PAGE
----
London 2012: European Viewers Head Online to Protest Networks' Olympics Coverage

 

COLOGNE, Germany – Paltry coverage, tape-delayed broadcasts of the big events, ill-informed color commentators: NBC isn't the only Olympics broadcaster feeling the wrath of disgruntled viewers. Across Europe, sports fans are taking to Twitter and other social media to vent their collective spleens over problems, real and perceived, in their local broadcaster's coverage of London 2012.

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Many of complaints will be familiar to anyone following the Twitter hashtag #NBCFail, which has become the online repository of rants against the Peacock's coverage of the Games. Viewers in Germany, for example, have criticized local pubwebs ARD and ZDF for showing tape-delayed coverage and compact “best of” highlights in primetime at the expense of live footage. During the  German coverage of Danny Boyle's Opening Ceremony on Friday night, announcers came under fire for their wall-to-wall commentary that many felt disrupted the show.

Even the BBC has had to take its lumps after its coverage of the Olympics road race drew an online backlash from cycling fans. Viewers took to Twitter to complain there were not enough time checks or captions and that positions were unclear. For a while after the race ended, it was even unclear who had won the bronze medal. The BBC blamed the poor coverage on the pictures provided by the Olympics organizers to whom it had "raised our concerns." Colin Lynch, an Irish paracycling world champion, tweeted that cycling "usually has much better coverage and commentary" and urged newcomers, "Don't be put off."

For their part, the Olympic officials passed the buck, blaming the more than 1 million spectators watching the race, saying their use of Twitter as the athletes passed jammed the network used to provide crucial race timing and positional updates to broadcasters from the athletes’ bikes.

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Compared with the online outrage that has greeted NBC's coverage of the Games, however, the international response has remained more on the level of minor griping. This is due in part to the fact that Europe's public broadcasters have supplemented their primetime Olympic coverage with online live streams of multiple sporting events, satisfying all but the most Games-mad fan. As tax-funded broadcasters, they are required to provide as much of the Olympics to as many people as possible.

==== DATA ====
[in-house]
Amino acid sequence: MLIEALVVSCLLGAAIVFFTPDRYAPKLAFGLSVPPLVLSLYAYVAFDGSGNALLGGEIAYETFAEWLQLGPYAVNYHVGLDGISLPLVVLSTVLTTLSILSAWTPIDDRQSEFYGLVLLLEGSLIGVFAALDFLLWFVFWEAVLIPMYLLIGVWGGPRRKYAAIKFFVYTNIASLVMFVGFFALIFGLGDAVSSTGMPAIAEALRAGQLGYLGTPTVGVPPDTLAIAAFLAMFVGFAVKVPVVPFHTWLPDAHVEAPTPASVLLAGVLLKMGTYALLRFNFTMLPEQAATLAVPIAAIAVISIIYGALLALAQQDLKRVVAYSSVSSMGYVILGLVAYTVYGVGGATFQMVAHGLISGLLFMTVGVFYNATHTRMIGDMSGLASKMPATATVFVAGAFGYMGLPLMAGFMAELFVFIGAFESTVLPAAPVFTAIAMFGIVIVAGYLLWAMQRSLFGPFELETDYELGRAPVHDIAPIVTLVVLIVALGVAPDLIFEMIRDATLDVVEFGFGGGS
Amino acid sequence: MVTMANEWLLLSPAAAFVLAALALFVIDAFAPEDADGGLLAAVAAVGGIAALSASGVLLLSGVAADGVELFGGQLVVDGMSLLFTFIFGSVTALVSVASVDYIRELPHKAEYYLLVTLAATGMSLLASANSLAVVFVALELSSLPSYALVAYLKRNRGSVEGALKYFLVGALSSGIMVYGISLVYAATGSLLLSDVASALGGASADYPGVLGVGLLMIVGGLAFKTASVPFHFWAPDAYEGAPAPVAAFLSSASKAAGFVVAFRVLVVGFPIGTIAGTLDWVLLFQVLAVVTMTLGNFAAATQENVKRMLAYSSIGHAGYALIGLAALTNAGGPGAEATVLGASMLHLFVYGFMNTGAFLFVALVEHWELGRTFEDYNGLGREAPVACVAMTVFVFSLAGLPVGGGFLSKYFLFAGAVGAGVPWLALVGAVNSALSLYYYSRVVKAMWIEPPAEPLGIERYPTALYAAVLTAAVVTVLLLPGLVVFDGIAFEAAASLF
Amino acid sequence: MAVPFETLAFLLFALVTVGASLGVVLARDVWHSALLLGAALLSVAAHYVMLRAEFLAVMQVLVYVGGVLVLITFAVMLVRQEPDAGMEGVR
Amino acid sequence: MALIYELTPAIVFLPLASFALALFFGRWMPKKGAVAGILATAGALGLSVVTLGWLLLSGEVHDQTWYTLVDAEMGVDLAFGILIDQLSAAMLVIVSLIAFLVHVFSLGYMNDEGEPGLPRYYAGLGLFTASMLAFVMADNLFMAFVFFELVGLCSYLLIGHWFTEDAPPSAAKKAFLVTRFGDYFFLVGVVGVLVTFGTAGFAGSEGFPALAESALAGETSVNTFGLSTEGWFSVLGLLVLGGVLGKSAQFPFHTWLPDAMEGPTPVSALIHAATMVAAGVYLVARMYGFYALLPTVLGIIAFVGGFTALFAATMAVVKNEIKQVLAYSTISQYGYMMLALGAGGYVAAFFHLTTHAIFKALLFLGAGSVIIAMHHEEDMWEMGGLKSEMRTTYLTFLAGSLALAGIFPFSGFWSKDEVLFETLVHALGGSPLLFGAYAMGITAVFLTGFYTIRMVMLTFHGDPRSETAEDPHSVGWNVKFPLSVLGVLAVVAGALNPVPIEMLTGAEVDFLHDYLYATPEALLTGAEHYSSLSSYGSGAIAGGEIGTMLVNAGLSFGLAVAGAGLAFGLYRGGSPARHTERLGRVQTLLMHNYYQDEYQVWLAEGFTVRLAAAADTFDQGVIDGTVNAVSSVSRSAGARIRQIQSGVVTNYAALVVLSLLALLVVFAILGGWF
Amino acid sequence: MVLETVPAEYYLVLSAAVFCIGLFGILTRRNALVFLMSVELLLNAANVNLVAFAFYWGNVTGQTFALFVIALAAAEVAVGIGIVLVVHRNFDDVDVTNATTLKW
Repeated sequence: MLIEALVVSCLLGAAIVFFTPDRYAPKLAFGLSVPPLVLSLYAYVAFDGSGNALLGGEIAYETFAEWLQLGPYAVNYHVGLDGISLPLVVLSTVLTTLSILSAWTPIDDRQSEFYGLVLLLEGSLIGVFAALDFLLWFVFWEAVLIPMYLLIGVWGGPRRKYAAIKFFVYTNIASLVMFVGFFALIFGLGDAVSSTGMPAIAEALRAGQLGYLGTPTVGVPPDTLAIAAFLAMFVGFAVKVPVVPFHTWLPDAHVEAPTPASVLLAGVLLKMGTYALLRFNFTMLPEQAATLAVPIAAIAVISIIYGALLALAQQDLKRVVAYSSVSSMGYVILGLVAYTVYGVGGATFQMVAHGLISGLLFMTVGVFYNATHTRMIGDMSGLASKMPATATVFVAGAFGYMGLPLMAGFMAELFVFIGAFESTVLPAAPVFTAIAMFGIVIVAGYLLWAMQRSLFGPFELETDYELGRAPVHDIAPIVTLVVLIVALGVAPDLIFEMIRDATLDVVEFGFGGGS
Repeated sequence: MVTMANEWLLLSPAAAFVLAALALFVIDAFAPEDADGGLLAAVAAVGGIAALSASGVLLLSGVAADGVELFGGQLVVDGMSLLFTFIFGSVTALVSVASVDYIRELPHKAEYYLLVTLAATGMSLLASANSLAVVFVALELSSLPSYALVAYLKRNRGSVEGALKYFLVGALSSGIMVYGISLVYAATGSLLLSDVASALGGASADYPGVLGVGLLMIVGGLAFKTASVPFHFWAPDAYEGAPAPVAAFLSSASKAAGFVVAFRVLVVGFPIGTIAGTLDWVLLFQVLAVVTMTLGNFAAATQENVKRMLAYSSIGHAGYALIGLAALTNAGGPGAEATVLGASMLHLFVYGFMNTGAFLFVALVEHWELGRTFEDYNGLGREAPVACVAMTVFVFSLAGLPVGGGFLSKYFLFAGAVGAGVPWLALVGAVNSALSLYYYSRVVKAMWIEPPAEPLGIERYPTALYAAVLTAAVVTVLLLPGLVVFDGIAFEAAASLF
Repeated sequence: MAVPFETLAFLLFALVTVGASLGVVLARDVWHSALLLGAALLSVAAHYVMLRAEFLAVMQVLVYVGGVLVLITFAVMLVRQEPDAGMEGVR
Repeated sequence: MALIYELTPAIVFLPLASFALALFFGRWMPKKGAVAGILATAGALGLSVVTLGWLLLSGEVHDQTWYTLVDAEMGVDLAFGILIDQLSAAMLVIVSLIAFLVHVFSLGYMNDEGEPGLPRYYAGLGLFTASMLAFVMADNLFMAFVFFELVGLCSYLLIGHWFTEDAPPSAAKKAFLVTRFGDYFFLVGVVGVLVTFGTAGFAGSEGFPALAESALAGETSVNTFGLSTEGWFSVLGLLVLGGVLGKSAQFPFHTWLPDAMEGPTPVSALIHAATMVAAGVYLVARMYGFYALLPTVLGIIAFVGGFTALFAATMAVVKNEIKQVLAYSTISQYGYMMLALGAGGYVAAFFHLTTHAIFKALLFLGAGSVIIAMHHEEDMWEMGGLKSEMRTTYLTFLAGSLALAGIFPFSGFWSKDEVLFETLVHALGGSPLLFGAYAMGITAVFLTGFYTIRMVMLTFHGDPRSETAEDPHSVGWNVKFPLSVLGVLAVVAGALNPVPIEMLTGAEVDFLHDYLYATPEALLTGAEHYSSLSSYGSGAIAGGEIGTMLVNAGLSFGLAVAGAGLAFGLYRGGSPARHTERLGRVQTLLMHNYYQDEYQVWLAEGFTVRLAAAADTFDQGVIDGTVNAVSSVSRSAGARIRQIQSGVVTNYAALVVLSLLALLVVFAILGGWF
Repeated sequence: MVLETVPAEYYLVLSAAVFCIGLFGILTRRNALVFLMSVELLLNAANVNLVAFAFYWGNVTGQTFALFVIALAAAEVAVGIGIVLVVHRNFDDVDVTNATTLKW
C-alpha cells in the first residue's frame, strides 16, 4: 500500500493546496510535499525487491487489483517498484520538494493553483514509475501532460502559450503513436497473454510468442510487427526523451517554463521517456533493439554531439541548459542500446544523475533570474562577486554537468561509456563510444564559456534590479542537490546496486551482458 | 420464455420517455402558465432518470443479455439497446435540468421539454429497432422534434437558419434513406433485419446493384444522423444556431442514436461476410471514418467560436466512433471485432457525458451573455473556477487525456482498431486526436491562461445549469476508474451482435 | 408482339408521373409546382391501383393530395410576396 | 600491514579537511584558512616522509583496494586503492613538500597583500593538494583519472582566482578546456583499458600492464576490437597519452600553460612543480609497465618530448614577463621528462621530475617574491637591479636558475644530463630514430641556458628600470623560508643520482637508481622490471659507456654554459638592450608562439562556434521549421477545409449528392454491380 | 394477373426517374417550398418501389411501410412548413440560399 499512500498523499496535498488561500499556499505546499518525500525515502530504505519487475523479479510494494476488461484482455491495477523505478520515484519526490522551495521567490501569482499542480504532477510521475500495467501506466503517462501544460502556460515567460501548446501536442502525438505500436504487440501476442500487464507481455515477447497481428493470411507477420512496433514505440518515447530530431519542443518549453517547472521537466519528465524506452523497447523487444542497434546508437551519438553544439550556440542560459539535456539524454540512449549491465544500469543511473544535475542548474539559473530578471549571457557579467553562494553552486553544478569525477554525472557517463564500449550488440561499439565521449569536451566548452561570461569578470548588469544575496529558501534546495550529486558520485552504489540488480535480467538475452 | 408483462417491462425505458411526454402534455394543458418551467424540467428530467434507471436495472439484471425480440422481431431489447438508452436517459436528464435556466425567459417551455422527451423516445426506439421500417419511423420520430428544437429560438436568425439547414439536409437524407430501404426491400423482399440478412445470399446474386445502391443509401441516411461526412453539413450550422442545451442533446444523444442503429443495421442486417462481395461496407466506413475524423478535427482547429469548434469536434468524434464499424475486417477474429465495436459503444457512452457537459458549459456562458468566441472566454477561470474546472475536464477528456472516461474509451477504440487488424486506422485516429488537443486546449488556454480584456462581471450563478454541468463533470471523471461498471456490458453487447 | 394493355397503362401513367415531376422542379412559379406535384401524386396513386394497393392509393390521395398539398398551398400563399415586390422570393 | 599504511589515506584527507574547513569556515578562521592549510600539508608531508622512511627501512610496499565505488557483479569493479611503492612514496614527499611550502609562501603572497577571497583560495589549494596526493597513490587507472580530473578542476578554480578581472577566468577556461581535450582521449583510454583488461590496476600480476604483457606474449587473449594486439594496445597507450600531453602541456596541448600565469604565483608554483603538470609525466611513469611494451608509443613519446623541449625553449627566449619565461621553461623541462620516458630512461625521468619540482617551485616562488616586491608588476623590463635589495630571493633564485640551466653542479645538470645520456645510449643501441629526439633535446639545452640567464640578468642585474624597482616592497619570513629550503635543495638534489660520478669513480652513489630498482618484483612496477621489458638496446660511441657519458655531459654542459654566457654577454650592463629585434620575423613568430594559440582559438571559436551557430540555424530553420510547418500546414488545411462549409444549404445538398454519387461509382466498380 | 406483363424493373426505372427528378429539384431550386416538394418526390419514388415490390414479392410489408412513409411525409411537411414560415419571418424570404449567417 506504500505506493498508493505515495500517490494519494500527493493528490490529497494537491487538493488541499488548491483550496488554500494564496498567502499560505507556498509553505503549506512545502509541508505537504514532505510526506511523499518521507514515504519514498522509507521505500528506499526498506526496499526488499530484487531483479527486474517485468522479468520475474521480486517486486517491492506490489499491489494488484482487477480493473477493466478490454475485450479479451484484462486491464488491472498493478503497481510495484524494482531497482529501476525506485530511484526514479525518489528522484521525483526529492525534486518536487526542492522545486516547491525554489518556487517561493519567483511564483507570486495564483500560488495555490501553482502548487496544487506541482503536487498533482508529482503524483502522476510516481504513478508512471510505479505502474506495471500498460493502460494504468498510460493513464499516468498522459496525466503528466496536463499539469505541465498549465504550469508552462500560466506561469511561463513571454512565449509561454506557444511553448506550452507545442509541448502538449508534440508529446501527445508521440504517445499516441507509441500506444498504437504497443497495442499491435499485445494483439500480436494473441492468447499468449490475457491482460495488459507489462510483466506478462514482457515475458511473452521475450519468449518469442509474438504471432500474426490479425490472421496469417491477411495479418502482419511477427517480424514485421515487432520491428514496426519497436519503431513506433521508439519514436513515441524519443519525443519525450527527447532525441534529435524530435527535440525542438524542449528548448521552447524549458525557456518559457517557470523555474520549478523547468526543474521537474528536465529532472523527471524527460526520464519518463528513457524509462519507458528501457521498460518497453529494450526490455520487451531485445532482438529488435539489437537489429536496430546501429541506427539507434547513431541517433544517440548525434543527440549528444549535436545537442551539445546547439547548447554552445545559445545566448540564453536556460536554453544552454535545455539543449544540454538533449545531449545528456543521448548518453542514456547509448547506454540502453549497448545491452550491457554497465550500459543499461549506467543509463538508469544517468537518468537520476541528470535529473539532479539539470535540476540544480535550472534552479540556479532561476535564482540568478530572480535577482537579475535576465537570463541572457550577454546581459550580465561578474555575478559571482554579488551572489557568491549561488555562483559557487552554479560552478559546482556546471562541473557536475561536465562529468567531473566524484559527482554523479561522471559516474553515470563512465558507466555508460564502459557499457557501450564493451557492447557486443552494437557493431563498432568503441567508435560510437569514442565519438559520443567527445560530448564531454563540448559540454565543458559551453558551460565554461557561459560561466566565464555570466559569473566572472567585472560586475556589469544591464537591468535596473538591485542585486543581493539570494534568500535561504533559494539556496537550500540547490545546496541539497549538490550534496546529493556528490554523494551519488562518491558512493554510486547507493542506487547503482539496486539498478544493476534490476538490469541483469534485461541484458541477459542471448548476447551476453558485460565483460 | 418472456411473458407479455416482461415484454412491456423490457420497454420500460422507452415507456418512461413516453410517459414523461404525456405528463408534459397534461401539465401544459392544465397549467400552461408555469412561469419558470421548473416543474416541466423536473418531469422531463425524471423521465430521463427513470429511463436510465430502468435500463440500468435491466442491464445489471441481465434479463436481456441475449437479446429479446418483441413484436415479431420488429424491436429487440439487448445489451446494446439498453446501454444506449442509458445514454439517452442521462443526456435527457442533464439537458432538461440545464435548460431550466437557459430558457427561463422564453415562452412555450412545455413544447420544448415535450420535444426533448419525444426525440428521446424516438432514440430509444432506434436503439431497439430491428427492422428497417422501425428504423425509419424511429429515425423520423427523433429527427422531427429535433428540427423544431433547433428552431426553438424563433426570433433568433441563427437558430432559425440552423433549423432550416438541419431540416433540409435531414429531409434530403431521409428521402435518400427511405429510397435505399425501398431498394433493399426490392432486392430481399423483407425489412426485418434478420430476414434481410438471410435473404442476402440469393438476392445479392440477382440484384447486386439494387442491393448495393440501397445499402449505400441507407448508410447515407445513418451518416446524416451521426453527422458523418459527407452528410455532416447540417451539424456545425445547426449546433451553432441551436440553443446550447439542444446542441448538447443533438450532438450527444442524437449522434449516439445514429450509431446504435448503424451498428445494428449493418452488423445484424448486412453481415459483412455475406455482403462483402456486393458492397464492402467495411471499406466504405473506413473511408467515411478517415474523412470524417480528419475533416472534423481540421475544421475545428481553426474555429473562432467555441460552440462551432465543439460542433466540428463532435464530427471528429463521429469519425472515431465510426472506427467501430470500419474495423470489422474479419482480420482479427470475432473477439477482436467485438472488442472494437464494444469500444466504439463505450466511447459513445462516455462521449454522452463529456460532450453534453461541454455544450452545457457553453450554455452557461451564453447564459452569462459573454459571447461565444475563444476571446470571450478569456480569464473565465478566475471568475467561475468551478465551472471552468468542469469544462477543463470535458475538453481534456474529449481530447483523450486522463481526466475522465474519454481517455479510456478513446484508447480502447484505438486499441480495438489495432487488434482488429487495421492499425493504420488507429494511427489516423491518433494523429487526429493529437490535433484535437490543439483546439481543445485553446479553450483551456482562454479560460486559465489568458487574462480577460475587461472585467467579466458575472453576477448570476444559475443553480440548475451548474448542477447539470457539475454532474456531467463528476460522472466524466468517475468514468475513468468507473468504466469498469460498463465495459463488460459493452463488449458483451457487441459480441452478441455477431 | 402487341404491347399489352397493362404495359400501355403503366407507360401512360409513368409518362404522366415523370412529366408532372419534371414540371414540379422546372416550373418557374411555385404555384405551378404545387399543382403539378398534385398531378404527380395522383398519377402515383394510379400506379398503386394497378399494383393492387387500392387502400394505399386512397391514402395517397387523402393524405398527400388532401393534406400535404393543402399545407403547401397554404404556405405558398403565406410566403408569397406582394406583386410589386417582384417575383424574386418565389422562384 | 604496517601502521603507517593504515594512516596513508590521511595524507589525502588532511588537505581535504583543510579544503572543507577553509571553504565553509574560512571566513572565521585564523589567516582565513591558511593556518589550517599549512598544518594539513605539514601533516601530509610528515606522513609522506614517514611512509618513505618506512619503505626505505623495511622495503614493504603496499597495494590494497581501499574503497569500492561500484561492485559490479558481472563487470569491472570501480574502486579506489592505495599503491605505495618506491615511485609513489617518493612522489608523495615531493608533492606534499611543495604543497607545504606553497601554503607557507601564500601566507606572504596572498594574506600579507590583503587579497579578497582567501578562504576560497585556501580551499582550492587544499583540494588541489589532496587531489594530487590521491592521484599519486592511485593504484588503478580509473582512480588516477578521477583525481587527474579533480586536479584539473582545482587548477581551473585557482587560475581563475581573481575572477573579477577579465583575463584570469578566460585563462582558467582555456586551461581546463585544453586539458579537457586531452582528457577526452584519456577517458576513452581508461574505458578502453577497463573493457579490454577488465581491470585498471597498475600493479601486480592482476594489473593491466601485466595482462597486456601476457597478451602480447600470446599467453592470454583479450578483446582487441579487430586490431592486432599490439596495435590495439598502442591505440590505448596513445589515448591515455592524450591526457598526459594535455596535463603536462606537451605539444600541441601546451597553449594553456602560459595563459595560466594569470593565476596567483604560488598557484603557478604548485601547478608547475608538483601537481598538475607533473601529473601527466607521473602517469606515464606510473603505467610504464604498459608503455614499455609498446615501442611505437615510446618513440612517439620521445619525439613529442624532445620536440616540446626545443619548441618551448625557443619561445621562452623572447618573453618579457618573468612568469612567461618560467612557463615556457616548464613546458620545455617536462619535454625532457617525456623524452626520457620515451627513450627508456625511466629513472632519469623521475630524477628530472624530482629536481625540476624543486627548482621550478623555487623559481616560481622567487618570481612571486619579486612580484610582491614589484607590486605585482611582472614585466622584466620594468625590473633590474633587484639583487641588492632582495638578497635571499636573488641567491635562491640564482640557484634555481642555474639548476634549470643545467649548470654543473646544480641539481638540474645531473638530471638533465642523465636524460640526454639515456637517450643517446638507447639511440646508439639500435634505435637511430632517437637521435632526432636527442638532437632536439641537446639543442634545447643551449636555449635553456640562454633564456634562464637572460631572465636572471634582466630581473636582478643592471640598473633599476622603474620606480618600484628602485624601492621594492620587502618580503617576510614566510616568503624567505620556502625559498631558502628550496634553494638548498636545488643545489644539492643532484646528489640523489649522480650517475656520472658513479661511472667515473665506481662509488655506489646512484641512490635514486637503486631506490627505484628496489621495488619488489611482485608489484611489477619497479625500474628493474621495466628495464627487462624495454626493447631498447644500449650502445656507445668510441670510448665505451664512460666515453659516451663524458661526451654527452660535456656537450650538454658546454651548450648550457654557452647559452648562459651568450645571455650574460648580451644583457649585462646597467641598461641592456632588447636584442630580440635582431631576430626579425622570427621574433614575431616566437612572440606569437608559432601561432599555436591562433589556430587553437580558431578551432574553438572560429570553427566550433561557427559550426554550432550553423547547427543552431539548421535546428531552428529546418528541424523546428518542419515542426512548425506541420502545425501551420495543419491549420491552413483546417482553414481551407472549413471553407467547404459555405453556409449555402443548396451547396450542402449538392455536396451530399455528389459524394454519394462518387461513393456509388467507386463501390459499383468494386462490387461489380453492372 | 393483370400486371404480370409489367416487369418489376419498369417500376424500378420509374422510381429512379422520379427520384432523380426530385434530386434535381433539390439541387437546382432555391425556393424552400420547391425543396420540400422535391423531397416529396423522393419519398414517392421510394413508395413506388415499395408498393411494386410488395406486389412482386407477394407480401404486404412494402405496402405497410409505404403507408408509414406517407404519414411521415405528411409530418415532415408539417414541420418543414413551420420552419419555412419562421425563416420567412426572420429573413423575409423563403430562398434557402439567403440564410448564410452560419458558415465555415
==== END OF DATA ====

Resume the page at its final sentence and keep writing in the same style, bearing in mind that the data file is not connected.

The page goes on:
And despite the grousing, European viewers are tuning in. The BBC's three-hour live broadcast of Boyle's Opening Ceremony was the most-watched show in the U.K. this year and one of the top 20 of all time in Britain, with 22.4 million viewers tuning in. The pubcaster's daily coverage has continued to dominate the local ratings. The BBC said Monday night's swimming finals drew a peak of 8.8 million viewers, down from 10.7 million on Sunday but still impressive. 

Online, BBC Sport's website has set its own Olympics-fueled record: 7.2 million U.K. visitors sought out the site Monday, topping the 6.1 million that clicked on it Sunday, the BBC said. Its global visitor figures reached 9.7 million on Monday, also a record.

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In Germany, TV ratings for the London Olympics have been strong but not yet record-breaking: 7.66 million German viewers tuned in for the opening ceremony on Friday, a 43.5 percent share. That compares with the 7.72 million Germans who watched the opening of the Beijing Olympics four years ago and the more than 13 million that caught the start of the Athens Olympics in 2004.

Stuart Kemp in London contributed to this report.

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